Training Industry, Inc. research found that as the workforce continues to grow and change, the learning and development (L&D) function is challenged with providing learners with consistent and relevant training.
In this context, “consistency” does not refer to one consistent pattern of providing training, or providing the same training in the same way to learners over and over, never changing or improving the process. The challenge learning leaders face includes the task of providing consistent content and experiences across technologies, audiences, geographies, functions and roles:
- Instructor-led versus virtual instructor-led training: Many organizations turn in-person training into VILT so distributed team members can learn the same content. It’s important to make sure that the VILT provides the same level of quality and makes the same impact as the classroom training.
- Geography and culture: Keeping the message the same across different languages doesn’t just require a translator – it also means taking into account cultural differences and references as well as other localization considerations, such as examples and case studies, dates and number formats, and even time zones and work schedules.
- Functional differences: When delivering content such as compliance training across different functions, what needs to stay the same, and what is unique to different functions and roles? For example, training on hazardous materials might only be needed for certain manufacturing roles (depending on regulations), but training on harassment should be consistent across departments.
The Role of Consistency in Training
Why is providing consistent training for learners so important? “Where there is a breakdown in content, where that messaging is inconsistent or misaligned with the way you’re told to do the job or what’s supported or rewarded on the job,” says Stacie Comolli, director of instructional design at The Training Associates, “that’s where organizations really lose an opportunity to change the right behaviors in support of their organizational initiatives.” The opportunity to drive behavior change or reinforce behavior change on the job is one that organizations should not pass up.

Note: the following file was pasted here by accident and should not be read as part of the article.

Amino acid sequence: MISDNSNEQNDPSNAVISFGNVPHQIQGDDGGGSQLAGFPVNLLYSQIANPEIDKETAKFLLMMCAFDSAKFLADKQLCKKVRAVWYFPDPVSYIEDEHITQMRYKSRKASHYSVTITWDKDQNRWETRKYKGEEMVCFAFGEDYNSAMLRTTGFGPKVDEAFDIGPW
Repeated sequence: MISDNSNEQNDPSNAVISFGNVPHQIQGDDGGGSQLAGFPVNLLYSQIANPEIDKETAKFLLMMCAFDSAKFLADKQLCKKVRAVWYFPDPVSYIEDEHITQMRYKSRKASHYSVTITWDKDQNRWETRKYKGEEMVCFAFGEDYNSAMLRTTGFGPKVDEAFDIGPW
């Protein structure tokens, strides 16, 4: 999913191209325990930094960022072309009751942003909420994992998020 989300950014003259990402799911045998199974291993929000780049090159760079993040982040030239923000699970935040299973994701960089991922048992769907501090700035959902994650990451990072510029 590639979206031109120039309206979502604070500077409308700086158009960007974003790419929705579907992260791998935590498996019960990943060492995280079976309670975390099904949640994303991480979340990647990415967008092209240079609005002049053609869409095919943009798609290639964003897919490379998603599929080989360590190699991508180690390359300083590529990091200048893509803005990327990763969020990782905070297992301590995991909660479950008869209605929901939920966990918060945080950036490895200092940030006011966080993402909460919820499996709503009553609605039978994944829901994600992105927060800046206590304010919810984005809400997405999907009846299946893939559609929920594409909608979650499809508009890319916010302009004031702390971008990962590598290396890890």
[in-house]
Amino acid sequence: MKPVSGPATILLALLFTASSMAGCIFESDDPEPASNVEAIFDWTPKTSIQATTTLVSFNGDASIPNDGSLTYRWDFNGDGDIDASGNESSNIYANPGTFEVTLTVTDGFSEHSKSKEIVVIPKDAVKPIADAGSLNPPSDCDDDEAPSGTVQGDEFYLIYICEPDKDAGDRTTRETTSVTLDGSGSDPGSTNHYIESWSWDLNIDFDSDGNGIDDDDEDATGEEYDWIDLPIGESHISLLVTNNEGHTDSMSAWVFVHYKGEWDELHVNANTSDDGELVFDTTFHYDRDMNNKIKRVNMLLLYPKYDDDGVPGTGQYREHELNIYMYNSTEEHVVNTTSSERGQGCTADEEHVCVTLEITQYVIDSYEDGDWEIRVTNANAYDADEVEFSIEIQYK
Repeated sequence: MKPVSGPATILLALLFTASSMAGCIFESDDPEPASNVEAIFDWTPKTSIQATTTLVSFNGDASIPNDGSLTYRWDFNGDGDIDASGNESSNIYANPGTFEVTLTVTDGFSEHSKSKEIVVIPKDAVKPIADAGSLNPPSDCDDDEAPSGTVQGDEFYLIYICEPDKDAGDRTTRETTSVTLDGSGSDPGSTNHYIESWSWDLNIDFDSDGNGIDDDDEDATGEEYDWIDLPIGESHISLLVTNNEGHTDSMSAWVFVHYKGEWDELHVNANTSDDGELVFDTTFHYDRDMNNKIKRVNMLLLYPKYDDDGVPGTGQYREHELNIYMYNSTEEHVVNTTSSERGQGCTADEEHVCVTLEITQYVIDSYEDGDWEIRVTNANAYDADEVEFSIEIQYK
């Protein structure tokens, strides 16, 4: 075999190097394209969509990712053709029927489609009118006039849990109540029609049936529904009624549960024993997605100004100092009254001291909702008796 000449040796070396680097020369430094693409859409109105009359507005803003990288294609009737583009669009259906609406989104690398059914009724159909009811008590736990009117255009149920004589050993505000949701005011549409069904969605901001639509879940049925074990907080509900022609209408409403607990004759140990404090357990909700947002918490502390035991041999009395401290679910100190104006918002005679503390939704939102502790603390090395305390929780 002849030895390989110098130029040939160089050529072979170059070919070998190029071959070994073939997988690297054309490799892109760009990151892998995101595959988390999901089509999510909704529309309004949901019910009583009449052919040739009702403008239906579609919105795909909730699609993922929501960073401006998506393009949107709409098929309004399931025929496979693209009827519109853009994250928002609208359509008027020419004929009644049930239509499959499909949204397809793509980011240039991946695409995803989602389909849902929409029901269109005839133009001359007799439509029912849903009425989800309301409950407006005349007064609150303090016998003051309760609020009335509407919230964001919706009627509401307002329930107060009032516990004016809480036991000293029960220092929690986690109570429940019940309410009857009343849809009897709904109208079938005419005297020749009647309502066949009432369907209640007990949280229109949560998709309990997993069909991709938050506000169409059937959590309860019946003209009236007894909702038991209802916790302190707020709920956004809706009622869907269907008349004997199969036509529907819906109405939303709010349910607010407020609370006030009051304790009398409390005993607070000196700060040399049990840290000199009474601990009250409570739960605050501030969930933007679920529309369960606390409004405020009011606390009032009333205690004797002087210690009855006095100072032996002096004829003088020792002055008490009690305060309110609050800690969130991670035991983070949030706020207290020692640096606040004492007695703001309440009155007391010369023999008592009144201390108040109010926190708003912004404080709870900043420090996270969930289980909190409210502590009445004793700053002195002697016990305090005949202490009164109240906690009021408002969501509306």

It’s important to pay attention to whether there’s a difference between the desired training outcomes and the ones learners are actually reaching. There are many factors that can cause this inconsistency in outcomes, including training delivery, technology, content and administration. To determine which factor is hindering the success of your training initiative, you must first evaluate the training.
To illustrate this challenge, Kim Davis, CPTM, the manager of training excellence and curriculum optimization at Sysmex America, Inc., shares the example of two instructor-led courses with the same material but different instructors, where the biggest difference between the two is that one instructor tends to go off topic or share more experiences in class. Learners in the first class may have a different experience than learners in the second class because of this difference. “When content isn’t covered the same way – that inconsistency where the messaging is not the same – [learners] may not fully grasp the concept … and the perception is, ‘What did I miss?’” says Davis.